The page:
Honor: What’s Growing on Here?

Recently I had the distinct pleasure of gathering with my family and celebrating my dad’s retirement from his 27 year career with his airline company. I’m not sure my words can do justice to what my heart felt as many, many people shook his hand, hugged his neck, drove/flew hundreds of miles to honor him and wish him well in his retirement. People kept coming up to me and telling me how much they appreciated his kind manners, friendship and professionalism. They’d tell me their favorite stories about working with him throughout the years. Several flight attendants moved heaven and earth to make sure they worked the last trip with him. They didn’t have to do that, but what an honor.

My parents, brother, sister and I preparing to participate in Dad's last airline flight.

My parents, brother, sister and I preparing to participate in Dad’s last airline flight.

The events leading up to and following that trip kept bringing the word honor to my heart. That word is really something and I’d like to process through how that word has affected me.

My parents have an amazing story. Maybe someday I’ll share more about it, but they had many challenges to overcome at different points in their marriage. They have lived a very blessed life and I would say that life has gone well for them.

Ephesians 6:1-3 has been ruminating in me for a few weeks now since my father’s retirement party. Especially the part about “that it may go well with you.”

I’ve known people through different seasons of life who say that life has not gone well for them. They say things like, “I’m just unlucky,” or “People just won’t give me a chance.”

My pastor made a profound point, “People who experience chronic failure are unteachable. People who are unteachable are that way because of their mindset.”

This brought up questions in my heart.

Why have my parents been chronically successful when over and over again they experienced difficult circumstances that should have wrecked them financially and emotionally?

How did they create an atmosphere of hope, encouragement and optimism in our home all my growing up years?

Why has life gone well for them in the land (realm of influence) they were given?

Disclaimer: I realize I’m painting with some broad strokes here, so please don’t hear what I’m not saying. Everyone has struggles and my parents are not perfect people. I don’t mean to edit our lives so as to leave an impression that they always made good decisions and never experienced failure.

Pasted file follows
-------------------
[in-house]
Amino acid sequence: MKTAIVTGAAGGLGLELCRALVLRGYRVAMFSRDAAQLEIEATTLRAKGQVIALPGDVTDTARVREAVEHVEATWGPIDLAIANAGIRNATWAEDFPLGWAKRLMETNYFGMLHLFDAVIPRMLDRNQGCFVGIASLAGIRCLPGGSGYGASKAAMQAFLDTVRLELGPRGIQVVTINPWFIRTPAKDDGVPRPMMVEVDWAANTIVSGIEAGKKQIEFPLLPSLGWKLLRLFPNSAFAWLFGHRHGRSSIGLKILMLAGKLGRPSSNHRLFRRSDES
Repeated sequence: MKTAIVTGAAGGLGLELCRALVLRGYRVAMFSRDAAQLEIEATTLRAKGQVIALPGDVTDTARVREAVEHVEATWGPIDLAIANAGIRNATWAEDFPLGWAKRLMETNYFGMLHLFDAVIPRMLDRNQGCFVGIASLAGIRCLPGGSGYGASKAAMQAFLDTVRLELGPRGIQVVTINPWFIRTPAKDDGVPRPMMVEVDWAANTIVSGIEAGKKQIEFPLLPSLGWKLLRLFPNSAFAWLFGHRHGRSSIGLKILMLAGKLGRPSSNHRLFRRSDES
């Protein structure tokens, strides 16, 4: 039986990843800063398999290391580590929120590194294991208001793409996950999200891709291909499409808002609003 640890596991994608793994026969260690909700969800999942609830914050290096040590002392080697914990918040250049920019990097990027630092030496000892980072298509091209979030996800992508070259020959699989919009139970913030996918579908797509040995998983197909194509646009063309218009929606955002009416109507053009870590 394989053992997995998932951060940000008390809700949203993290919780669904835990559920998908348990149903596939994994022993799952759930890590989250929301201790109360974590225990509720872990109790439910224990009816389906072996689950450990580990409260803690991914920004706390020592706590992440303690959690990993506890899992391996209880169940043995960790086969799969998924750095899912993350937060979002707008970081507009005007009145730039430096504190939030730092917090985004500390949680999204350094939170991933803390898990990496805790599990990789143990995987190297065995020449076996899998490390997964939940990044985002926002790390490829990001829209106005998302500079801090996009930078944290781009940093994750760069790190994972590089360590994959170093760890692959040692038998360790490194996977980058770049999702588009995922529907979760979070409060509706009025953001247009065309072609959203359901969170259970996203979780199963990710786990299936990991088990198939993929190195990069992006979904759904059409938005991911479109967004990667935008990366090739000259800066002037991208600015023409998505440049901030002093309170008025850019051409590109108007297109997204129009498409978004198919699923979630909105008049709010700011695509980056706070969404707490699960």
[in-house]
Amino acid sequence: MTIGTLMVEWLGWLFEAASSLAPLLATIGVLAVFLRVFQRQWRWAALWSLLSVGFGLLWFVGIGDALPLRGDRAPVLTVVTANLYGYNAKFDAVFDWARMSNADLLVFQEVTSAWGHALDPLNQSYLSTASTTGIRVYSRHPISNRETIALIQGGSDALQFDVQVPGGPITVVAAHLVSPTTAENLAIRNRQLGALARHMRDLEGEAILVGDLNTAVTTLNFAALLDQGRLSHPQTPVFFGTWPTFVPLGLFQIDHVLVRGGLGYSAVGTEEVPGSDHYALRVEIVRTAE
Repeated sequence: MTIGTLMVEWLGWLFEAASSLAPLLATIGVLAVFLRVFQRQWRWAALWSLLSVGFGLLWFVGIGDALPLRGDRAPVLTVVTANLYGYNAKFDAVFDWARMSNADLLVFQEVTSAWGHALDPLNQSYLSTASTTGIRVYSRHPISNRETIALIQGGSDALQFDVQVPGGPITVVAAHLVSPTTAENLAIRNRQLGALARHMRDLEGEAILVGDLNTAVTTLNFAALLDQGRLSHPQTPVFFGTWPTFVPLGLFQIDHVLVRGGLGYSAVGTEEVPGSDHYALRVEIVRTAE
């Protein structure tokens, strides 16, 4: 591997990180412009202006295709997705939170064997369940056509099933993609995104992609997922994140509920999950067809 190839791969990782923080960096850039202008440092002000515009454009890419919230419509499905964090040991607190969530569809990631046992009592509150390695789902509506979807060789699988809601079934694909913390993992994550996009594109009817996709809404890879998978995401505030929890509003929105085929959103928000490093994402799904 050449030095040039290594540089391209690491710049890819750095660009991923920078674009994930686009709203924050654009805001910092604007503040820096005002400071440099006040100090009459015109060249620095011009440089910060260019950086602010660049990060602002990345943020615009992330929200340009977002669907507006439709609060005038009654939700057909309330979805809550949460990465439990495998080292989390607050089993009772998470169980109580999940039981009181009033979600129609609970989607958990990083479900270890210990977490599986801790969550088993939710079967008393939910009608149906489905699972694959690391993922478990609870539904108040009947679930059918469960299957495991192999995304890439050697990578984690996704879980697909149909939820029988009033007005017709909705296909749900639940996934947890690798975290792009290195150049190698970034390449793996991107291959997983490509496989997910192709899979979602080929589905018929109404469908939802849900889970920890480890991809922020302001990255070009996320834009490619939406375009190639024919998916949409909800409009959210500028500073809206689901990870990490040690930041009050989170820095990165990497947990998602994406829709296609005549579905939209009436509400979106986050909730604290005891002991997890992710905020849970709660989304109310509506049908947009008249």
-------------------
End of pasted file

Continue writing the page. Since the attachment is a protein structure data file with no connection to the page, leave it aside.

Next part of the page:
What keeps coming up in my heart is the word honor. I am curious to know if people who are unteachable have much of a value for honor. Did they learn to honor their mother and father? Did they learn to respect authority in the different seasons of their life? Did they learn how to submit their agenda to the leader’s agenda over an extended amount of time?

Or did they roll their eyes, constantly argue, and throw a fit when they didn’t get what they wanted?

Did they treat their mother and father like imbiciles and reject their leadership in their life?

Did they believe that those in authority should bow down and ask their opinion of how things should be run at every juncture?

Did they entertain gossip about those in leadership positions?

You don’t plant corn and end up with cotton. Likewise, you don’t plant dishonor for years and years and suddenly reap honor. Sue Bohlin says it this way, “When God tells us that we will reap what we sow, he is not punishing us; he’s telling us how things really are.”

For me, it’s not a fun thing to evaluate the nasty fruit I’ve reaped and realize that I didn’t sow rotten fruit. I sowed rotten seeds in my thought life, my attitude and my choices.

I’m incredibly grateful for the finished work of Jesus Christ on the cross because no one can honor enough to merit the favor of God.

King David is a wonderful example of someone who learned to honor authority throughout the different seasons of his life. Even after he had been anointed king by the prophet Samuel, he refused to exalt himself before it was his time to rule. There were many times when he had every right to lash out at King Saul, but he would find a way to honor authority. When Saul was abusive, David didn’t raise a hand against Saul, but instead removed himself from the abusive situation. Incredible. God made a way for David to do what was honorable. God will provide ways for us to cultivate honor in our relationships, too.

What would our marriages look like if we chose to sow trust rather than suspicion in the gap?

What would our parent/child relationships look like if we trained our children to honor at a young age?

What would our work place look like if we honored those in authority over us and supported our leaders’ ideas instead of undercutting their vision and mission?

Just a thought.

I’m proud of my parents and the way they’ve instilled their values in my siblings and me. My husband and I look forward to passing this rich inheritance on to the next generation.

If this post has been encouraging to you, please leave a comment below and share how the value for honor has impacted your life.

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